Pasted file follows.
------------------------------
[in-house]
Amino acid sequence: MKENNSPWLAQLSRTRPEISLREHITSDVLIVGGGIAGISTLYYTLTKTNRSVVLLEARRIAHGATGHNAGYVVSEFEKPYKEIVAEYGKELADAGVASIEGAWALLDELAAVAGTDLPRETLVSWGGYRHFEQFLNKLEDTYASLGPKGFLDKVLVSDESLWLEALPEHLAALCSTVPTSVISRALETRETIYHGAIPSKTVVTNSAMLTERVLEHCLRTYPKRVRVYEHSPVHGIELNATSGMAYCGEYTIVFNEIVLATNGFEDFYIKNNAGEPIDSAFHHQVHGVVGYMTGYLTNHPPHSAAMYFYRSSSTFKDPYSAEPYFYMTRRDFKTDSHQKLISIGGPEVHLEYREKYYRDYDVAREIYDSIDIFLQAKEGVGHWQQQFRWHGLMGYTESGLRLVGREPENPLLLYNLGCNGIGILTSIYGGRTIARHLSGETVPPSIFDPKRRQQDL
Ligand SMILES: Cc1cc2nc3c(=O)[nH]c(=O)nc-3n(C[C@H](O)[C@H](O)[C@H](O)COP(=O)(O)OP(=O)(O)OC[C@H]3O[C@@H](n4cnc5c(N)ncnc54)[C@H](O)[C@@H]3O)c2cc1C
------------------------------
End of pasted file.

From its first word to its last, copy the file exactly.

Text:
[in-house]
Amino acid sequence: MKENNSPWLAQLSRTRPEISLREHITSDVLIVGGGIAGISTLYYTLTKTNRSVVLLEARRIAHGATGHNAGYVVSEFEKPYKEIVAEYGKELADAGVASIEGAWALLDELAAVAGTDLPRETLVSWGGYRHFEQFLNKLEDTYASLGPKGFLDKVLVSDESLWLEALPEHLAALCSTVPTSVISRALETRETIYHGAIPSKTVVTNSAMLTERVLEHCLRTYPKRVRVYEHSPVHGIELNATSGMAYCGEYTIVFNEIVLATNGFEDFYIKNNAGEPIDSAFHHQVHGVVGYMTGYLTNHPPHSAAMYFYRSSSTFKDPYSAEPYFYMTRRDFKTDSHQKLISIGGPEVHLEYREKYYRDYDVAREIYDSIDIFLQAKEGVGHWQQQFRWHGLMGYTESGLRLVGREPENPLLLYNLGCNGIGILTSIYGGRTIARHLSGETVPPSIFDPKRRQQDL
Ligand SMILES: Cc1cc2nc3c(=O)[nH]c(=O)nc-3n(C[C@H](O)[C@H](O)[C@H](O)COP(=O)(O)OP(=O)(O)OC[C@H]3O[C@@H](n4cnc5c(N)ncnc54)[C@H](O)[C@@H]3O)c2cc1C